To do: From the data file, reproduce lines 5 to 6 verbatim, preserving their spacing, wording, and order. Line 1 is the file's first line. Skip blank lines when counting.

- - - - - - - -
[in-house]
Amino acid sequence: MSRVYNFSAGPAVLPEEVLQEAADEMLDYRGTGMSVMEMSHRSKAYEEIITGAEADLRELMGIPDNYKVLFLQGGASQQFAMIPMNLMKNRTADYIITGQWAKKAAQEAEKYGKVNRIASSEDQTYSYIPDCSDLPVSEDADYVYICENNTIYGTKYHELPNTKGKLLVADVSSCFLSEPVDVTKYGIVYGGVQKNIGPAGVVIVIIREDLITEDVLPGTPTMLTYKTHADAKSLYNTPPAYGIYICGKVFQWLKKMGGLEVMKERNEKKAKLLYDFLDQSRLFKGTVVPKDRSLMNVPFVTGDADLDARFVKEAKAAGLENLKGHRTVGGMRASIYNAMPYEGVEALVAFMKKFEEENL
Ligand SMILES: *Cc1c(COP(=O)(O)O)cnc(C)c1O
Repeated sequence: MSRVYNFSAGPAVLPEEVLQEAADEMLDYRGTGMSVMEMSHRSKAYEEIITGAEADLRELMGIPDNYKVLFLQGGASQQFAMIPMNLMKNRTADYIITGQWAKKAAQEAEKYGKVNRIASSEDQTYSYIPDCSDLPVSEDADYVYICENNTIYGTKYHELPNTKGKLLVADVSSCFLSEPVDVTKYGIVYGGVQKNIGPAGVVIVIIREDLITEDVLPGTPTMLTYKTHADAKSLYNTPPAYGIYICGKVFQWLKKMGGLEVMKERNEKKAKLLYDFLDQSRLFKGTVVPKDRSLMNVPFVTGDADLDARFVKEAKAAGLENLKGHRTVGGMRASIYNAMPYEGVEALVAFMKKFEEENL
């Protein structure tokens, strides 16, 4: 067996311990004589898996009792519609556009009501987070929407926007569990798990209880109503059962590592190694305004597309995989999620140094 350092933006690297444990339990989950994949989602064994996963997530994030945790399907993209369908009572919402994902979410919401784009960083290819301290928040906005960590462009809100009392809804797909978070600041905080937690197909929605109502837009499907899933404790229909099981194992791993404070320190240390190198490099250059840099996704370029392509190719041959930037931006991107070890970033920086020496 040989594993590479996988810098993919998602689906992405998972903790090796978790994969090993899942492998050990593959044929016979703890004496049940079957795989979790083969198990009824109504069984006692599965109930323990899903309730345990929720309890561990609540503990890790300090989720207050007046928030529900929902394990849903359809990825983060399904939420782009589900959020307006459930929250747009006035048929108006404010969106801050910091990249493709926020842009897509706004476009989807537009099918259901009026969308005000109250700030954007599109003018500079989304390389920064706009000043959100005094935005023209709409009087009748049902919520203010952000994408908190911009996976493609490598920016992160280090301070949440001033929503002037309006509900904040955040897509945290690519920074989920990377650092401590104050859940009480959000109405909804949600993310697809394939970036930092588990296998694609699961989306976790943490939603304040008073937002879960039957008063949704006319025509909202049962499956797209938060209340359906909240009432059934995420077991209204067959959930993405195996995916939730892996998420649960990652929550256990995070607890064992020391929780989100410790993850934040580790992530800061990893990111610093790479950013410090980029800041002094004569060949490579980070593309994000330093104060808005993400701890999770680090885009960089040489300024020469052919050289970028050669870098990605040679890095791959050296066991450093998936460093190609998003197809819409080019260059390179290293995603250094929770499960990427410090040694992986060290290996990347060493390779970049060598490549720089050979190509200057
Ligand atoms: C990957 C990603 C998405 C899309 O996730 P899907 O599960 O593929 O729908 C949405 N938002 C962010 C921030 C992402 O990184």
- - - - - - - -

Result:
């Protein structure tokens, strides 16, 4: 067996311990004589898996009792519609556009009501987070929407926007569990798990209880109503059962590592190694305004597309995989999620140094 350092933006690297444990339990989950994949989602064994996963997530994030945790399907993209369908009572919402994902979410919401784009960083290819301290928040906005960590462009809100009392809804797909978070600041905080937690197909929605109502837009499907899933404790229909099981194992791993404070320190240390190198490099250059840099996704370029392509190719041959930037931006991107070890970033920086020496 040989594993590479996988810098993919998602689906992405998972903790090796978790994969090993899942492998050990593959044929016979703890004496049940079957795989979790083969198990009824109504069984006692599965109930323990899903309730345990929720309890561990609540503990890790300090989720207050007046928030529900929902394990849903359809990825983060399904939420782009589900959020307006459930929250747009006035048929108006404010969106801050910091990249493709926020842009897509706004476009989807537009099918259901009026969308005000109250700030954007599109003018500079989304390389920064706009000043959100005094935005023209709409009087009748049902919520203010952000994408908190911009996976493609490598920016992160280090301070949440001033929503002037309006509900904040955040897509945290690519920074989920990377650092401590104050859940009480959000109405909804949600993310697809394939970036930092588990296998694609699961989306976790943490939603304040008073937002879960039957008063949704006319025509909202049962499956797209938060209340359906909240009432059934995420077991209204067959959930993405195996995916939730892996998420649960990652929550256990995070607890064992020391929780989100410790993850934040580790992530800061990893990111610093790479950013410090980029800041002094004569060949490579980070593309994000330093104060808005993400701890999770680090885009960089040489300024020469052919050289970028050669870098990605040679890095791959050296066991450093998936460093190609998003197809819409080019260059390179290293995603250094929770499960990427410090040694992986060290290996990347060493390779970049060598490549720089050979190509200057
Ligand atoms: C990957 C990603 C998405 C899309 O996730 P899907 O599960 O593929 O729908 C949405 N938002 C962010 C921030 C992402 O990184």